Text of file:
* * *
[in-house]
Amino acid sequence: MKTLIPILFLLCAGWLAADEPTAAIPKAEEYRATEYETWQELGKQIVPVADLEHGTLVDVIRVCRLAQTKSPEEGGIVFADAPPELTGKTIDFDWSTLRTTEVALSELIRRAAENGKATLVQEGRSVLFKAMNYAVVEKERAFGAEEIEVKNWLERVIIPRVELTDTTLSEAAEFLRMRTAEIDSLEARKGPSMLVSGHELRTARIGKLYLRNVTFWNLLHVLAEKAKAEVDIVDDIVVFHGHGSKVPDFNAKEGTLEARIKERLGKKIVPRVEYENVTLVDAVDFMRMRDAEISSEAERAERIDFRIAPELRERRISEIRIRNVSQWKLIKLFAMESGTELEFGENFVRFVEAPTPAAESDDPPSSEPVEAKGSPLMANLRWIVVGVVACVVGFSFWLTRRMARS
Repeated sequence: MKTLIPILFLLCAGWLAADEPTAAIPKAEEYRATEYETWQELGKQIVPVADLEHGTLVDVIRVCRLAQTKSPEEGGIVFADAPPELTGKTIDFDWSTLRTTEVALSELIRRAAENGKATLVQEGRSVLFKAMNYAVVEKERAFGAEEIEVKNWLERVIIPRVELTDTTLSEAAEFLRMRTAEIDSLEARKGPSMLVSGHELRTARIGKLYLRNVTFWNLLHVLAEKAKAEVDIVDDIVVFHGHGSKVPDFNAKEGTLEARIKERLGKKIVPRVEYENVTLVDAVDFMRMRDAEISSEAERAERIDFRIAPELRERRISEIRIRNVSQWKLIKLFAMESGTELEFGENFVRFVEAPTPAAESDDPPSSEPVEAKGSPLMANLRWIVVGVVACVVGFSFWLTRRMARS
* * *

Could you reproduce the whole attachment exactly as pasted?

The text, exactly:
[in-house]
Amino acid sequence: MKTLIPILFLLCAGWLAADEPTAAIPKAEEYRATEYETWQELGKQIVPVADLEHGTLVDVIRVCRLAQTKSPEEGGIVFADAPPELTGKTIDFDWSTLRTTEVALSELIRRAAENGKATLVQEGRSVLFKAMNYAVVEKERAFGAEEIEVKNWLERVIIPRVELTDTTLSEAAEFLRMRTAEIDSLEARKGPSMLVSGHELRTARIGKLYLRNVTFWNLLHVLAEKAKAEVDIVDDIVVFHGHGSKVPDFNAKEGTLEARIKERLGKKIVPRVEYENVTLVDAVDFMRMRDAEISSEAERAERIDFRIAPELRERRISEIRIRNVSQWKLIKLFAMESGTELEFGENFVRFVEAPTPAAESDDPPSSEPVEAKGSPLMANLRWIVVGVVACVVGFSFWLTRRMARS
Repeated sequence: MKTLIPILFLLCAGWLAADEPTAAIPKAEEYRATEYETWQELGKQIVPVADLEHGTLVDVIRVCRLAQTKSPEEGGIVFADAPPELTGKTIDFDWSTLRTTEVALSELIRRAAENGKATLVQEGRSVLFKAMNYAVVEKERAFGAEEIEVKNWLERVIIPRVELTDTTLSEAAEFLRMRTAEIDSLEARKGPSMLVSGHELRTARIGKLYLRNVTFWNLLHVLAEKAKAEVDIVDDIVVFHGHGSKVPDFNAKEGTLEARIKERLGKKIVPRVEYENVTLVDAVDFMRMRDAEISSEAERAERIDFRIAPELRERRISEIRIRNVSQWKLIKLFAMESGTELEFGENFVRFVEAPTPAAESDDPPSSEPVEAKGSPLMANLRWIVVGVVACVVGFSFWLTRRMARS